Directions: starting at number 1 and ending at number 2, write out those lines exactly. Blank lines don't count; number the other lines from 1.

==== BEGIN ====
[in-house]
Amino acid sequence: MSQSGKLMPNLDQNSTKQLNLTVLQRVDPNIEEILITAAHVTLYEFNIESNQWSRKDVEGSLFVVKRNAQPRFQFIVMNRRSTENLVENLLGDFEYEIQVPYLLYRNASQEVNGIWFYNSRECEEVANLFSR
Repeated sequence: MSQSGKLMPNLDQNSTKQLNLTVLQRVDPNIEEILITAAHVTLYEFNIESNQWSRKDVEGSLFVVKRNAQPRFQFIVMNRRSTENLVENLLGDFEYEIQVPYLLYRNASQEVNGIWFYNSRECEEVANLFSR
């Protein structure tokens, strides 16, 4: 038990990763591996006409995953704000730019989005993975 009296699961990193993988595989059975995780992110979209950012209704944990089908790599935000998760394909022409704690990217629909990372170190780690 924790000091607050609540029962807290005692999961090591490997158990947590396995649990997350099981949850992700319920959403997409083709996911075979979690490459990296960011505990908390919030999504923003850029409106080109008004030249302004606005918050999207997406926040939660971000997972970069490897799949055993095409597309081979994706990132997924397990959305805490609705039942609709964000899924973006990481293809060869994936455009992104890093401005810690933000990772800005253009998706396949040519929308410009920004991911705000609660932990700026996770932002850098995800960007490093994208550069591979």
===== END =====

[in-house]
Amino acid sequence: MSQSGKLMPNLDQNSTKQLNLTVLQRVDPNIEEILITAAHVTLYEFNIESNQWSRKDVEGSLFVVKRNAQPRFQFIVMNRRSTENLVENLLGDFEYEIQVPYLLYRNASQEVNGIWFYNSRECEEVANLFSR